Reviewed in the United Kingdom on 23 June 2019
I first came across delicious Georgian recipes in the brilliant book 'World Vegetarian Classics' and was really keen to try more. However, it turns out cuisine from the Caucasus is really heavy on meat, pastry and dairy (almost every recipe has butter or clarified butter, kefir, milk, various yoghurts and cheeses etc.), which I'm not a big fan of. That's not a fault of the book, but I wish I'd known beforehand.
The book seems designed to be as hard to use as possible. You can't dip in and quickly find a recipe you like the look of, but have to trawl through every single page in detail to get an idea of the recipes, due to weird chapter names, weird recipe names, unhelpful recipe descriptions and lack of pictures (there are pictures of about half the recipes, and many pictures of random people, rustic scenery and arty close-ups of ingredients). Chapters have names like 'Pain, be gone!' (which is mainly soups), about half the recipe names are just in a foreign language with no explanation, e.g. Kharcho, Kuchmachi, Ostryi, and the descriptions often explain very little about what the recipe is or how to make it, instead telling you random stuff: "Nana also makes really excellent food and possesses one of the most serene, beautiful faces I have ever encountered; gentle but strong, as if out of a painting." The intro to Khash, a horrible-looking brown gruel with shins and tripe in it, opens with 'Stop gawping."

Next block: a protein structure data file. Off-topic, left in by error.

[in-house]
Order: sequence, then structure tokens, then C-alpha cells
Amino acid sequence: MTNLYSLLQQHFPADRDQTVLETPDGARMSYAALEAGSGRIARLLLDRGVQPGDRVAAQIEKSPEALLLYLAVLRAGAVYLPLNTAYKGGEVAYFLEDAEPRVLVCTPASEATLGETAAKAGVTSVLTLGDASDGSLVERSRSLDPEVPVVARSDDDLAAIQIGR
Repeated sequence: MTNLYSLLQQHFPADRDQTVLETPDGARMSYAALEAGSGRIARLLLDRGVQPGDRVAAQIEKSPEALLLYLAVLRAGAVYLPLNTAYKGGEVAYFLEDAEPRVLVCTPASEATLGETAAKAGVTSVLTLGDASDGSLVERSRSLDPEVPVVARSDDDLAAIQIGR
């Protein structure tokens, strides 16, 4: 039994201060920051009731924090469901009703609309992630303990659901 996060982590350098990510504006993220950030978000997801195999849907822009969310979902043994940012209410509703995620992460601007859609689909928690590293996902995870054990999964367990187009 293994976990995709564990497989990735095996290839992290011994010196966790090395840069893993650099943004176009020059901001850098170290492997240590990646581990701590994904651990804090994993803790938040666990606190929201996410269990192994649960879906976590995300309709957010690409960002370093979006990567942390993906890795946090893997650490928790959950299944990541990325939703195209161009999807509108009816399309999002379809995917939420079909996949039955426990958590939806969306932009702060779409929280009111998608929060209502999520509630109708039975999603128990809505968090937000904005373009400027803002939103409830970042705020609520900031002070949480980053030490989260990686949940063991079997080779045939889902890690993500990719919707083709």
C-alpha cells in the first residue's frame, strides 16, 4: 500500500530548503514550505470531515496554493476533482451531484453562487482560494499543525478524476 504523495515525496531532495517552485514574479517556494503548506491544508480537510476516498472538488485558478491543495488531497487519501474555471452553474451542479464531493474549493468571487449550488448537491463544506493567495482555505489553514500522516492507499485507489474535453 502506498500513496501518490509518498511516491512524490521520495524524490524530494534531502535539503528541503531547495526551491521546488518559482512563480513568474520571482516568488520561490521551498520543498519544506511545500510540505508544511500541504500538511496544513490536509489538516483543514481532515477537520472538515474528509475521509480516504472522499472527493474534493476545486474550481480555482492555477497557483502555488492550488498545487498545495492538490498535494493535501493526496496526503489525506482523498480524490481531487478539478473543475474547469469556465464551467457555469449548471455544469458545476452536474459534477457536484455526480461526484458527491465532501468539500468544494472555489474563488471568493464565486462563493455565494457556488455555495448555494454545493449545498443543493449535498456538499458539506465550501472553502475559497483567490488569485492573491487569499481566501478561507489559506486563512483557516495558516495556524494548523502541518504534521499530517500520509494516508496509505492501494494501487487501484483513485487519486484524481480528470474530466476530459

It is both complicated and shallow, presenting challenging recipes that require you to e.g. culture your own specialty yoghurt, make chicken stock from scratch, forage for wild garlic and young pine cones, but lacks clear information on how to do these things, e.g. how to 'bruise' a chilli? A really experienced chef might find these easy, but for me, it feels like less of a recipe book than a pretty presentation of the food and culture.
Even recipes I thought would be quick and easy, like muffins, require you to make 3 other recipes in advance to use as ingredients, and the title ingredient, pine cones, is listed as optional! You can't just make occasional recipes from the book either, it kind of requires you to either eat it every day or open your own Georgian restaurant, otherwise you'll end up with kilos of decomposing clarified butter and Matsoni yoghurt in the fridge.
There is no indication anywhere of how long the recipes take (probably because they take hours), and although specialty online shops are listed for ingredients, there were many I couldn't track down. There are also very few recommendations for which dishes go together, which would be useful for meal planning.
Glad I bought the Kindle version which was only a few quid!
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